Update: Allthough I still use it (version 1.5.0, not released) NPanday has been retired from Apache Incubator.
It has been a while since the last release now. 1.2.1 was released at Codeplex in September 2010. Late last year we moved the project over to Apache, where we now wait to grow from incubation top-level Apache project.
Now we are pleased to announce our first official release of NPanday under the Apache umbrella!
Info: This post supersedes my post about the withdrawn 1.3-incubating release.
What is NPanday?
NPanday is a tool for build and release management. It brings Maven to .NET (and Mono). It offers a set of plugins to build and test projects, and it defines all the necessary packaging types for deploying and resolving .NET artifacts.
Apache Maven comes with a great infrastructure for dependency management, artifact transport, artifact repositories, release flows with scm-integration, and much more. If you don’t know Maven, go read here. Maven is great!
There is also a Visual Studio 2005/2008/2010 Add-in for English Visual Studio installations.
Why NPanday, now there is NuGet
Wrong question. Competition is great. Sad though, that at least some of the originators for NuGet didn’t even know about Maven and NPanday. NPanday has been around long before NuGet was initialized.
And Maven is an ecosystem grown over almost 10 years. It has much more to offer than auto-download of dependencies. Still I think we need to integrate the dependency-resolving and deployment part with NuGet and NuGet-gallery (See future plans).
What is new in this release?
NPanday now supports .NET 4.0 and Visual Studio 2010. There has also been major internal improvements. The PAB and UAC directories where removed. Now NPanday uses a clean maven local repository. This also removed the necessity for custom additions to the install and deploy phases – which where duplications of the corresponding maven plugins.
In total we resolved 63 issues including many general fixes. Fixes I worked on:
- NPanday ran all tools from %PATH% instead of the configured Framework. Now the complicated %PATH% setup is not necessary anymore, because NPanday detects installed SDKs and uses the binaries with absolute paths. You’ll only need to have NUnit on the PATH for executing tests.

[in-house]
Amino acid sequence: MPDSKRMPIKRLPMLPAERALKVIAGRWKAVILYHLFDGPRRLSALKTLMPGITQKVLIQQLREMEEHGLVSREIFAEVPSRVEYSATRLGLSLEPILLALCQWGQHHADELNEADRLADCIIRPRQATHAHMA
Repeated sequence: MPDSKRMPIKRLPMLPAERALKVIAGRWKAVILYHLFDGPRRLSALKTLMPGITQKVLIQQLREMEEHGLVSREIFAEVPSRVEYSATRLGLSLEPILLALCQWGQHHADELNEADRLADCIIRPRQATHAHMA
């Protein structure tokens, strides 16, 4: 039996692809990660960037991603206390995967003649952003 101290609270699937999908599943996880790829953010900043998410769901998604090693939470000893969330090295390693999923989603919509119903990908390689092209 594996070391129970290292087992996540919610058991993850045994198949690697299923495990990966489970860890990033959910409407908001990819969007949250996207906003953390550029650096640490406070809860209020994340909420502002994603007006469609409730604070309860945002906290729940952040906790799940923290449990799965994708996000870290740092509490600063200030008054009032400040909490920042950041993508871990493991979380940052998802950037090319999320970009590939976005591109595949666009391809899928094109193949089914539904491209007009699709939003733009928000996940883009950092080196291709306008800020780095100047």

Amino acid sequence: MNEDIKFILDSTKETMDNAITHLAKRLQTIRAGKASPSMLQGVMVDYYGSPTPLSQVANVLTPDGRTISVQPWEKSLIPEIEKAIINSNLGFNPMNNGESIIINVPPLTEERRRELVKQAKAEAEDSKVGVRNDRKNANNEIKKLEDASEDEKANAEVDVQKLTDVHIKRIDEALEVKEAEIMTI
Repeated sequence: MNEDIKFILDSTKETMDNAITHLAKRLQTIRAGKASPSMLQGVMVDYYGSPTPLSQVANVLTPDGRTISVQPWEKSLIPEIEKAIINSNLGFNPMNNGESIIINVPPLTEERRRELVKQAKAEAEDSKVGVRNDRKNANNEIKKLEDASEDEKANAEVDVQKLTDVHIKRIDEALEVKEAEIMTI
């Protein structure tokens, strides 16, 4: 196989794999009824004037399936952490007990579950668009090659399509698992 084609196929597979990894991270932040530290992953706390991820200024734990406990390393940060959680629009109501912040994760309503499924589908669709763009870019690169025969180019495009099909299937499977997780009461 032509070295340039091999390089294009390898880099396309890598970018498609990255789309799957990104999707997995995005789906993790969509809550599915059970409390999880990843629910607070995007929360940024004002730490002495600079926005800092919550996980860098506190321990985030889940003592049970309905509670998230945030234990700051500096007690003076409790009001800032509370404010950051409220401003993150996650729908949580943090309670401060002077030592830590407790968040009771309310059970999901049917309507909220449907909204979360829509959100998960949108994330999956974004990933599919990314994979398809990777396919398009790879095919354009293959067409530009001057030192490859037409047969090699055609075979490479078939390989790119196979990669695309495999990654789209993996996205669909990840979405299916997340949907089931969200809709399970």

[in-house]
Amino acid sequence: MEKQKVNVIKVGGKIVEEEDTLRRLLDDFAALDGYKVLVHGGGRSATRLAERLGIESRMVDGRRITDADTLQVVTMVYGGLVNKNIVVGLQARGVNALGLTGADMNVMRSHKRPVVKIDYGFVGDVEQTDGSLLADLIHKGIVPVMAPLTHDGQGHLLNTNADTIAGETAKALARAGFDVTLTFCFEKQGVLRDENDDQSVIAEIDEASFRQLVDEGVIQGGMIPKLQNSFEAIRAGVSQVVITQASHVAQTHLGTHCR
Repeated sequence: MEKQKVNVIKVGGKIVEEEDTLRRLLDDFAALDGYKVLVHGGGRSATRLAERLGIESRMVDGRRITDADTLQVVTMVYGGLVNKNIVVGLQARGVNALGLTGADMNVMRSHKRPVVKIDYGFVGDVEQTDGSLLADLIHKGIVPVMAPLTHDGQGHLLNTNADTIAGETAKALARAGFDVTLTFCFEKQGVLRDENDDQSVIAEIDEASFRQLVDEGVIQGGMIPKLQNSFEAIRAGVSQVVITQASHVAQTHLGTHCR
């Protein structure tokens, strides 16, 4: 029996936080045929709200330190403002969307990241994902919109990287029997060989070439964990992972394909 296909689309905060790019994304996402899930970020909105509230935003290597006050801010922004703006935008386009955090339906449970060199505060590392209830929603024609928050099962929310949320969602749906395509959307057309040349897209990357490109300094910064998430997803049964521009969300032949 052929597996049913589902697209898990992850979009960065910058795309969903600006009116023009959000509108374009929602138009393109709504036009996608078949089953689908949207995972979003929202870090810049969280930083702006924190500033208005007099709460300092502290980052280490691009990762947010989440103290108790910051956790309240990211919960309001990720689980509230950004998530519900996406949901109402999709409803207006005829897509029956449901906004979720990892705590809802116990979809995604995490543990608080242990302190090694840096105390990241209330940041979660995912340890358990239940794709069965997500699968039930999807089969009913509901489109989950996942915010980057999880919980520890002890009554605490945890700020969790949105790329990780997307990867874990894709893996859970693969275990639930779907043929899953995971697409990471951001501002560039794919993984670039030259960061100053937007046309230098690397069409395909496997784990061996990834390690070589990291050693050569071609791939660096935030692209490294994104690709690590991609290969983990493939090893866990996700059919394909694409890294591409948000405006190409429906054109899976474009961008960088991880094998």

This also included:
- Better detection of installed SDKs.
- Better handling for executing binaries and projects that contain whitespaces in their path.
- The compile plug-in did not bind concrete versions of other NPanday plugins, when registering them in the lifecycles. In many cases it was necessary to specify all pug-in’s versions explicitly in a project’s pom. But now, all further plugins are bound to the current version of the compile plug-in in use.
- Improved Documentation
- Better committer experience
- MVN 3-Support
- Targeting .NET 3.5 without having Compact Framework installed
- Better exceptions (exposing root causes many places they previously where hidden, removed silent catches)
For more, read the full release notes.
What are the future plans?
On short notice we will release 1.4.1-incubating, containing 14 more issues.
At the same time we are working on version 2.0, which is a huge internal change. NPanday uses a internal RDF database where it keeps additional information for artifacts and depsendencies. This is obsolete, but lots of work to remove.
We also want to lead NPanday to more .NET-like conventions for directory structures i.e., while still maintaining the Maven-influenced layout. Of course we also try to improve stability, ease of use and documentation.
My agenda for NPanday:
We are 4-5 active committers from which 2 work full-time on NPanday as of today. We would really like to get more committers involved. Find out on how to develop NPanday in the Get Involved Guide.
Where do I get it?
You’ll find everything you need here: NPanday – NPanday Overview
Downloads: NPanday – Download
Current Docs: NPanday – Documentation